Gardening 25 Kids Activities via Lessons Learnt Journal

This post is sponsored by Toyota for National Tree Day.

Five years ago, the closest I got to this thing called “gardening” was watching it on TV. Somehow, somewhere along the way, after having kids, I became a gardening convert. I’ve got loads to learn still, but I really can say, I love gardening and wish I had more time for it. Why am I a gardening convert? Put simply – everyone should garden because having plants around you is good for you.

Toyota understands this and have partnered with Planet Ark to help individuals, families and schools reconnect with nature by getting out into nature and having fun in their local environment.

Planet Ark’s Valuing Trees: What is Nature Worth? report focuses on the value of nature. It explores the financial, environmental, social, and health and wellbeing benefits of having trees, plants and other natural elements in the workplace, at home, in the community and at school. It found that “…having plants in and around the workplace and classroom helps reduce sick leave and stress; boosts productivity and creativity; and filters and cleans the air.”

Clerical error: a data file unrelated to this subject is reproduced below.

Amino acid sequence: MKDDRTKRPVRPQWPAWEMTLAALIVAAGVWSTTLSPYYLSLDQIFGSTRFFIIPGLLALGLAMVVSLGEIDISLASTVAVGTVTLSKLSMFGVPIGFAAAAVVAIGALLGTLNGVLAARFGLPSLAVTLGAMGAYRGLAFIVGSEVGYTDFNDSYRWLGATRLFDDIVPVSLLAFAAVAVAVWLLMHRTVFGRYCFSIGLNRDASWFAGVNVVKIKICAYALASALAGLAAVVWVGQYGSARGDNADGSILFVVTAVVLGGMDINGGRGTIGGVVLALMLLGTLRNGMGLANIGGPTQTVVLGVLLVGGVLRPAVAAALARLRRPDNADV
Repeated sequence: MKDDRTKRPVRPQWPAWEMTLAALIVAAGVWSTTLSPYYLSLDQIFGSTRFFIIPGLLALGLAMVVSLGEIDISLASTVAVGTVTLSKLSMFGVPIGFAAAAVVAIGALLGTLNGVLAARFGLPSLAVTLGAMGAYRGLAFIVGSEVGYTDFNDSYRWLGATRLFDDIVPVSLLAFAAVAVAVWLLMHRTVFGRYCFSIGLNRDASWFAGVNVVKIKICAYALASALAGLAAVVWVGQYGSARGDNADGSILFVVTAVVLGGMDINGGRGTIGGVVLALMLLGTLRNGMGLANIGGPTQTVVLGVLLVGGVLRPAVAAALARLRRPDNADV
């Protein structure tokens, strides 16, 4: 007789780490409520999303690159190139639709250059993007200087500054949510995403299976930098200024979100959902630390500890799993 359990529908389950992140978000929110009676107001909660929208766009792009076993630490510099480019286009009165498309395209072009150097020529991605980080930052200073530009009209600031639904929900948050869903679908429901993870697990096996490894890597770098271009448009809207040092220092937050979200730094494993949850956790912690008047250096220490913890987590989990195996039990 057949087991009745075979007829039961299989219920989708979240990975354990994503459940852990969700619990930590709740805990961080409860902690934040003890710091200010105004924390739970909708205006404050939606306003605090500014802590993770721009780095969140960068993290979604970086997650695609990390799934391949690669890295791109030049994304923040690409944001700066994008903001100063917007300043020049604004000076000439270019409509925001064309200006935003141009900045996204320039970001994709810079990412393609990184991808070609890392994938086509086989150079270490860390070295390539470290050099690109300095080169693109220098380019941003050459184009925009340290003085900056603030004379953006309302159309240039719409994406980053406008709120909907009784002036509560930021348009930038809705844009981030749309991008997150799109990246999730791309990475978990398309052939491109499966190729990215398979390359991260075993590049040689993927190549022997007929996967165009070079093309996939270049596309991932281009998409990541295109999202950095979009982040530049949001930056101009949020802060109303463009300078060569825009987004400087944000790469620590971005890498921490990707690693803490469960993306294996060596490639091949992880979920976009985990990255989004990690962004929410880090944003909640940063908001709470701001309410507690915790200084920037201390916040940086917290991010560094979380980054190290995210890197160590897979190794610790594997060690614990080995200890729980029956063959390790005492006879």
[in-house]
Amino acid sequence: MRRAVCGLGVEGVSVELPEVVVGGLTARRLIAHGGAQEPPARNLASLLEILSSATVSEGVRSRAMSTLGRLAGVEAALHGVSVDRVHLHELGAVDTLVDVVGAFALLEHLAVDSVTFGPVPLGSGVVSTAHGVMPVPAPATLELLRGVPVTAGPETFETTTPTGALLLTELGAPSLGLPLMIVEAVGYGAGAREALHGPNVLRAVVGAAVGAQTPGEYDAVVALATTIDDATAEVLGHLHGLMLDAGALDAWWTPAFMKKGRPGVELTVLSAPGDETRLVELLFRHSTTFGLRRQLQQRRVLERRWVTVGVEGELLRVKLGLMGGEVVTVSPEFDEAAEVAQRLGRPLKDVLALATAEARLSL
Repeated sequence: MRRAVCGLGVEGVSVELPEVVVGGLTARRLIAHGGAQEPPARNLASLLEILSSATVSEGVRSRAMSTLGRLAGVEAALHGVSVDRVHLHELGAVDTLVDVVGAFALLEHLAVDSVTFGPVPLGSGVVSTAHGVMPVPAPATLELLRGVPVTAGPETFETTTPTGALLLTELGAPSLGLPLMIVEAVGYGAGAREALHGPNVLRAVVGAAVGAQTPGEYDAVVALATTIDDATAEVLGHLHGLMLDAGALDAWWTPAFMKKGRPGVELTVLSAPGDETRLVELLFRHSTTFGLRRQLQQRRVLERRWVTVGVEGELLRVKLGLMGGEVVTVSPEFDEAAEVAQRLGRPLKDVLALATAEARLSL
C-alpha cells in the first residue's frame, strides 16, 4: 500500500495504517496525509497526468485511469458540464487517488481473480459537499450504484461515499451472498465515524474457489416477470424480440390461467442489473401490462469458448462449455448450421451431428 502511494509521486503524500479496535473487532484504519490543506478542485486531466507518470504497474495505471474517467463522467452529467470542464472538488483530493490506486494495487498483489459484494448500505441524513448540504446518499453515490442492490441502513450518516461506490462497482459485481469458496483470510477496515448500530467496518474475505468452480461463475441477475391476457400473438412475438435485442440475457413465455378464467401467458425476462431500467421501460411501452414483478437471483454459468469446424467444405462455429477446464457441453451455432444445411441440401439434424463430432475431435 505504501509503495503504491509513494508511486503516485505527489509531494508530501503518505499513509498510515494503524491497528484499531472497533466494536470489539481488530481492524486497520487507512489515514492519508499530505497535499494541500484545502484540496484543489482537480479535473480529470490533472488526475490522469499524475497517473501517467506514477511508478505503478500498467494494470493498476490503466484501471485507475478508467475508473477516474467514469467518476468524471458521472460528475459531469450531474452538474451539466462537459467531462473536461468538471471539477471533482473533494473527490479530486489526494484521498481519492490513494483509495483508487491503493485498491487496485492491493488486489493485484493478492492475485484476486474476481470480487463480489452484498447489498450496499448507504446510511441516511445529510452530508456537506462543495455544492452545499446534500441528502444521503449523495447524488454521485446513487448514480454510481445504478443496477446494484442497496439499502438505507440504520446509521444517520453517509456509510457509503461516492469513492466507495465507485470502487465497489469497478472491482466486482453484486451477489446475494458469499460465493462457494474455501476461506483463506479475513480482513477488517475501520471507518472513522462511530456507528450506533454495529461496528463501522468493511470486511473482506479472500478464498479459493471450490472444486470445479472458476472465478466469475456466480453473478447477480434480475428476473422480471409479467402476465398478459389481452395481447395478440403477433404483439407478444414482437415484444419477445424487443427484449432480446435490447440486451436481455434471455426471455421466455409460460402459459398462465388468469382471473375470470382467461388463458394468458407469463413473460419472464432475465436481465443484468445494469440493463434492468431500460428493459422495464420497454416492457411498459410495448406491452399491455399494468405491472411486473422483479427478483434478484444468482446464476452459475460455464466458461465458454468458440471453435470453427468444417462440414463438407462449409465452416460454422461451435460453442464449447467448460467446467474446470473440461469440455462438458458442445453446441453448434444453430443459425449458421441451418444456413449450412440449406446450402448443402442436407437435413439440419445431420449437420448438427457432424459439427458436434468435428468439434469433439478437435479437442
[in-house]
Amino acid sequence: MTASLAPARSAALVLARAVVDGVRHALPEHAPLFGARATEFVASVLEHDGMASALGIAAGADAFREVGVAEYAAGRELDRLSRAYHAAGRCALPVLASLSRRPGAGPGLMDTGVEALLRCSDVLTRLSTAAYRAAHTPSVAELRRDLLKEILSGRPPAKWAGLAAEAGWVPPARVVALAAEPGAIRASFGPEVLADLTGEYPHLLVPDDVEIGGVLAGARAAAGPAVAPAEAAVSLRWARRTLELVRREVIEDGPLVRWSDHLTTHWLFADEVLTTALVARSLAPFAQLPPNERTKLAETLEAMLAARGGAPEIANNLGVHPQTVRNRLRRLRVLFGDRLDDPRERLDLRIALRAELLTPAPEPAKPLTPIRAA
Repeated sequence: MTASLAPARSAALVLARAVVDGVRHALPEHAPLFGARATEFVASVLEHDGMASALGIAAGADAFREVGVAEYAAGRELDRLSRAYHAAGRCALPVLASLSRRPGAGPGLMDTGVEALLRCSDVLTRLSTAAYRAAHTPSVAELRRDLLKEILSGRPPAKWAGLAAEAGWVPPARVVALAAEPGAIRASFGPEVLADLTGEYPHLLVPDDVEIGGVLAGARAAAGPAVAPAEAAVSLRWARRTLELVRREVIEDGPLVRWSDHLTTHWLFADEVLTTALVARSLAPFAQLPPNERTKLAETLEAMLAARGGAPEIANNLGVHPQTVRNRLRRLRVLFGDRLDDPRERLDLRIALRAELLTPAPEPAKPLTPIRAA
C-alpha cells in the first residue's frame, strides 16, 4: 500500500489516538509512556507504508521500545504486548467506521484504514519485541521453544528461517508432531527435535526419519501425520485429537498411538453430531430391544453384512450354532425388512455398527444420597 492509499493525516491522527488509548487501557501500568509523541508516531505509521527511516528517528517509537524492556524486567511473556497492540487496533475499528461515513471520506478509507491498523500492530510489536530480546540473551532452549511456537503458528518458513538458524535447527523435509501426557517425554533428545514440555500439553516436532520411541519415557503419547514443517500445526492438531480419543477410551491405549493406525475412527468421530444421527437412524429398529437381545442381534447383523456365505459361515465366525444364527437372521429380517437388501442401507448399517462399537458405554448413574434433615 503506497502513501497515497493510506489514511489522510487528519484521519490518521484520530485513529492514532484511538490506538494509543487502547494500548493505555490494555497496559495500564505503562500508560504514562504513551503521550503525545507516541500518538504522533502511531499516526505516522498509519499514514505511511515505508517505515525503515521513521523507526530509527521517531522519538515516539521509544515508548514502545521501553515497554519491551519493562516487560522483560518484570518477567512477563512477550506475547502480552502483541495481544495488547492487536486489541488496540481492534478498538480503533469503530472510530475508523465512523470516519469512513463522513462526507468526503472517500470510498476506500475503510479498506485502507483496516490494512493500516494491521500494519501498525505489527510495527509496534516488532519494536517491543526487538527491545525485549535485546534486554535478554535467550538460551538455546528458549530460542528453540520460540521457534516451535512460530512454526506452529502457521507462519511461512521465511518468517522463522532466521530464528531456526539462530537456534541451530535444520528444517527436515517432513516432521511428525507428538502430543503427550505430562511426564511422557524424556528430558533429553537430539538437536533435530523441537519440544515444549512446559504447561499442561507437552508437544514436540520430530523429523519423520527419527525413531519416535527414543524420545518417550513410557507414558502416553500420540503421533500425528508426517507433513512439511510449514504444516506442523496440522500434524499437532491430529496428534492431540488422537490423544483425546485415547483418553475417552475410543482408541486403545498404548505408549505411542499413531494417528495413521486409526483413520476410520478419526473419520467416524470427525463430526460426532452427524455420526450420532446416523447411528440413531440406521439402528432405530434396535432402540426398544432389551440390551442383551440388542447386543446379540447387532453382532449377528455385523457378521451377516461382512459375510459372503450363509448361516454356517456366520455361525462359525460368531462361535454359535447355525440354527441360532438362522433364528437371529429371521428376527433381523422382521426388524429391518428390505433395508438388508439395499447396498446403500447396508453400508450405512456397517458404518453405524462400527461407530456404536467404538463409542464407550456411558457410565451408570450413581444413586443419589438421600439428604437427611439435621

Gardening 25 Kids Activities 03 Lessons Learnt Journal

Getting children involved in gardening not only provides plants around them, which is good for their health, it also gives children an important opportunity to learn through active participation and experience. Gardening allows children to investigate, experiment, manipulate, contemplate, problem solve and succeed.

Children love to grow things.

Gardening 25 Kids Activities 04 Lessons Learnt Journal

Just a year ago, I started gardening with my children. Since then, we have:

Gardening with kids is a hands-on way to promote environmental and sustainability learning and connect children with healthy food and lifestyles. As my children have gardened, I have seen them adopt caring attitudes and values and demonstrate and apply a range of skills. 

Gardening 25 Kids Activities 06 Lessons Learnt Journal

Every child can garden. Here are 25 ways to get kids gardening: